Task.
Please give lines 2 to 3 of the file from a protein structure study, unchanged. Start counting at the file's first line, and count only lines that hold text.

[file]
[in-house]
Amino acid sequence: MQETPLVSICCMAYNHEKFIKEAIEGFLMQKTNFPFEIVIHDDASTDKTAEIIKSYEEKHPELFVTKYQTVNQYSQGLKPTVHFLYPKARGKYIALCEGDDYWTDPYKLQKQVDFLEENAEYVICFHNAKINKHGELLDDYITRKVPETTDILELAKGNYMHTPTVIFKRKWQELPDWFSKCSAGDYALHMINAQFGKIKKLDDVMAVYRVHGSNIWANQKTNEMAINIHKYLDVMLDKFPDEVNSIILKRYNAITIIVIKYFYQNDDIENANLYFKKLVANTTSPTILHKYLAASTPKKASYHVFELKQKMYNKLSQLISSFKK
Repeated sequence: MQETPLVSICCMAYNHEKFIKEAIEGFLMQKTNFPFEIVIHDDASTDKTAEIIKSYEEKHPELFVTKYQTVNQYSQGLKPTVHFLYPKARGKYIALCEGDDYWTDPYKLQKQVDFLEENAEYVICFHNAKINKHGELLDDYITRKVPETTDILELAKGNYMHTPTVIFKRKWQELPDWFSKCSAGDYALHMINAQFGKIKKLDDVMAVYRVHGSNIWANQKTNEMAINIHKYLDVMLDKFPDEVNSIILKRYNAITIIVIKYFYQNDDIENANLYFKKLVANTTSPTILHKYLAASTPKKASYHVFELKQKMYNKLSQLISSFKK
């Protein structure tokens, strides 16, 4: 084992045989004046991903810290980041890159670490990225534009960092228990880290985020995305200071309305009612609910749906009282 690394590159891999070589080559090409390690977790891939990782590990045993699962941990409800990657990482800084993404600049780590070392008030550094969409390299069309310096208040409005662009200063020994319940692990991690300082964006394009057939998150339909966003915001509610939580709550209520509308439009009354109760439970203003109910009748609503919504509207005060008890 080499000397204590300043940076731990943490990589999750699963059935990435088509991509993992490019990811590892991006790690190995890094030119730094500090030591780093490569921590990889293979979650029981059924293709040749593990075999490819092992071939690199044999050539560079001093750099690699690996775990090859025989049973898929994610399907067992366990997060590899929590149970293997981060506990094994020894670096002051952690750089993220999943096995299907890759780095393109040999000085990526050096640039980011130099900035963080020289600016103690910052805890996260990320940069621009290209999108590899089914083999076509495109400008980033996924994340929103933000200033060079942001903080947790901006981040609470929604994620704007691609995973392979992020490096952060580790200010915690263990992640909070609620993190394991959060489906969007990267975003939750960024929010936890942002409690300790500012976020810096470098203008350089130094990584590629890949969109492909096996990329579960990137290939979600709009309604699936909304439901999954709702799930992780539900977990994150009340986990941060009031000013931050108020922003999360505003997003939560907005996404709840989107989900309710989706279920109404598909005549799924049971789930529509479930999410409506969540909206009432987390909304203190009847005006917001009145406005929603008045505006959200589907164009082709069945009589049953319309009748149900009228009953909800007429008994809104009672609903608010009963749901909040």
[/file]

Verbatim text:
Amino acid sequence: MQETPLVSICCMAYNHEKFIKEAIEGFLMQKTNFPFEIVIHDDASTDKTAEIIKSYEEKHPELFVTKYQTVNQYSQGLKPTVHFLYPKARGKYIALCEGDDYWTDPYKLQKQVDFLEENAEYVICFHNAKINKHGELLDDYITRKVPETTDILELAKGNYMHTPTVIFKRKWQELPDWFSKCSAGDYALHMINAQFGKIKKLDDVMAVYRVHGSNIWANQKTNEMAINIHKYLDVMLDKFPDEVNSIILKRYNAITIIVIKYFYQNDDIENANLYFKKLVANTTSPTILHKYLAASTPKKASYHVFELKQKMYNKLSQLISSFKK
Repeated sequence: MQETPLVSICCMAYNHEKFIKEAIEGFLMQKTNFPFEIVIHDDASTDKTAEIIKSYEEKHPELFVTKYQTVNQYSQGLKPTVHFLYPKARGKYIALCEGDDYWTDPYKLQKQVDFLEENAEYVICFHNAKINKHGELLDDYITRKVPETTDILELAKGNYMHTPTVIFKRKWQELPDWFSKCSAGDYALHMINAQFGKIKKLDDVMAVYRVHGSNIWANQKTNEMAINIHKYLDVMLDKFPDEVNSIILKRYNAITIIVIKYFYQNDDIENANLYFKKLVANTTSPTILHKYLAASTPKKASYHVFELKQKMYNKLSQLISSFKK